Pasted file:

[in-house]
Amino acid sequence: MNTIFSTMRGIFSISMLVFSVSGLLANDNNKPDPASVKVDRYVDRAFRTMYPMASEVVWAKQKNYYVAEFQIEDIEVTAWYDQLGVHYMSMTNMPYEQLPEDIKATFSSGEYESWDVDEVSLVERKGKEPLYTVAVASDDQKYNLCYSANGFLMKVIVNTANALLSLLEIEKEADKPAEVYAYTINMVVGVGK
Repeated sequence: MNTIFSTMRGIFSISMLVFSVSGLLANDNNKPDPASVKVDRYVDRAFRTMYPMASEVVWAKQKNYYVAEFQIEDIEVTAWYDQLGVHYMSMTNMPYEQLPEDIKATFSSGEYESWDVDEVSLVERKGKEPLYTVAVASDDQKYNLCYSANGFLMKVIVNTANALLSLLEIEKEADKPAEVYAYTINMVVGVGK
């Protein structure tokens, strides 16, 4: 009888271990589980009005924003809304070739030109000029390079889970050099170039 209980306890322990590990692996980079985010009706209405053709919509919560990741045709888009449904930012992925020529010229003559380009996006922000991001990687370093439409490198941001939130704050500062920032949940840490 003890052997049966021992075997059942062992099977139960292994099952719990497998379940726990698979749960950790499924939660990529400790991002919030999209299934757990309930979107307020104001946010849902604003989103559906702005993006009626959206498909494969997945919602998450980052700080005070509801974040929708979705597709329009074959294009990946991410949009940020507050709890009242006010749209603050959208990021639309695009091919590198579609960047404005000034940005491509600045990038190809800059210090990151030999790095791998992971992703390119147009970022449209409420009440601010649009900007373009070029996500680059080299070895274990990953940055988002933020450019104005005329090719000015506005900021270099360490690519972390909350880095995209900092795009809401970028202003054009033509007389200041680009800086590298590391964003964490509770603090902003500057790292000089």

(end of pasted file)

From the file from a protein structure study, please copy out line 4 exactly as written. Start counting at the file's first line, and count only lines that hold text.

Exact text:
């Protein structure tokens, strides 16, 4: 009888271990589980009005924003809304070739030109000029390079889970050099170039 209980306890322990590990692996980079985010009706209405053709919509919560990741045709888009449904930012992925020529010229003559380009996006922000991001990687370093439409490198941001939130704050500062920032949940840490 003890052997049966021992075997059942062992099977139960292994099952719990497998379940726990698979749960950790499924939660990529400790991002919030999209299934757990309930979107307020104001946010849902604003989103559906702005993006009626959206498909494969997945919602998450980052700080005070509801974040929708979705597709329009074959294009990946991410949009940020507050709890009242006010749209603050959208990021639309695009091919590198579609960047404005000034940005491509600045990038190809800059210090990151030999790095791998992971992703390119147009970022449209409420009440601010649009900007373009070029996500680059080299070895274990990953940055988002933020450019104005005329090719000015506005900021270099360490690519972390909350880095995209900092795009809401970028202003054009033509007389200041680009800086590298590391964003964490509770603090902003500057790292000089």